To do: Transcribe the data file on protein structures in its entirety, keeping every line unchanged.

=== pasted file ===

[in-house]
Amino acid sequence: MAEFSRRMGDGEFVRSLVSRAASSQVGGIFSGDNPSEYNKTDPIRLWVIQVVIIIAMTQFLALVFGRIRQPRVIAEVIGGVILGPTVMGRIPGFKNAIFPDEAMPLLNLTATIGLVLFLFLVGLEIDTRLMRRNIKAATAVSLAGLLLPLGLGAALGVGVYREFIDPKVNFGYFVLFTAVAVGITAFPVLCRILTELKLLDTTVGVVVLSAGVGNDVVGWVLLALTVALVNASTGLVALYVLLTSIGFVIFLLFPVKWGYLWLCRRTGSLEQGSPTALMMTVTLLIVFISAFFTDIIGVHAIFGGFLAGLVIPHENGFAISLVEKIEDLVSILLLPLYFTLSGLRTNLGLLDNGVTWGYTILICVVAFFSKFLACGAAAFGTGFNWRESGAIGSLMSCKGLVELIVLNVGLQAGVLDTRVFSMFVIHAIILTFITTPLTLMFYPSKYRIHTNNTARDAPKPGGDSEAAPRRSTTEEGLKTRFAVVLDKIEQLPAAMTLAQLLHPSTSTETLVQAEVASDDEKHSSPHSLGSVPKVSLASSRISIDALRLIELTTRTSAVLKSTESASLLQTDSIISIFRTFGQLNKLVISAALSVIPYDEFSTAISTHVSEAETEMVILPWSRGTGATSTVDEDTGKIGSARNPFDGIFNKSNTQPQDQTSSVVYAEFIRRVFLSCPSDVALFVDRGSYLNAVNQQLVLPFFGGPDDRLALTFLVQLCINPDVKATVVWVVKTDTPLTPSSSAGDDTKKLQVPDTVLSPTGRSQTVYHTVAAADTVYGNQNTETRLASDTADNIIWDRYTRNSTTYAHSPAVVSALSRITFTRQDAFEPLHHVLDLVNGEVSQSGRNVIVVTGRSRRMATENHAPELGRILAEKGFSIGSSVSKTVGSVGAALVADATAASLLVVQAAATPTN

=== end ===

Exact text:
[in-house]
Amino acid sequence: MAEFSRRMGDGEFVRSLVSRAASSQVGGIFSGDNPSEYNKTDPIRLWVIQVVIIIAMTQFLALVFGRIRQPRVIAEVIGGVILGPTVMGRIPGFKNAIFPDEAMPLLNLTATIGLVLFLFLVGLEIDTRLMRRNIKAATAVSLAGLLLPLGLGAALGVGVYREFIDPKVNFGYFVLFTAVAVGITAFPVLCRILTELKLLDTTVGVVVLSAGVGNDVVGWVLLALTVALVNASTGLVALYVLLTSIGFVIFLLFPVKWGYLWLCRRTGSLEQGSPTALMMTVTLLIVFISAFFTDIIGVHAIFGGFLAGLVIPHENGFAISLVEKIEDLVSILLLPLYFTLSGLRTNLGLLDNGVTWGYTILICVVAFFSKFLACGAAAFGTGFNWRESGAIGSLMSCKGLVELIVLNVGLQAGVLDTRVFSMFVIHAIILTFITTPLTLMFYPSKYRIHTNNTARDAPKPGGDSEAAPRRSTTEEGLKTRFAVVLDKIEQLPAAMTLAQLLHPSTSTETLVQAEVASDDEKHSSPHSLGSVPKVSLASSRISIDALRLIELTTRTSAVLKSTESASLLQTDSIISIFRTFGQLNKLVISAALSVIPYDEFSTAISTHVSEAETEMVILPWSRGTGATSTVDEDTGKIGSARNPFDGIFNKSNTQPQDQTSSVVYAEFIRRVFLSCPSDVALFVDRGSYLNAVNQQLVLPFFGGPDDRLALTFLVQLCINPDVKATVVWVVKTDTPLTPSSSAGDDTKKLQVPDTVLSPTGRSQTVYHTVAAADTVYGNQNTETRLASDTADNIIWDRYTRNSTTYAHSPAVVSALSRITFTRQDAFEPLHHVLDLVNGEVSQSGRNVIVVTGRSRRMATENHAPELGRILAEKGFSIGSSVSKTVGSVGAALVADATAASLLVVQAAATPTN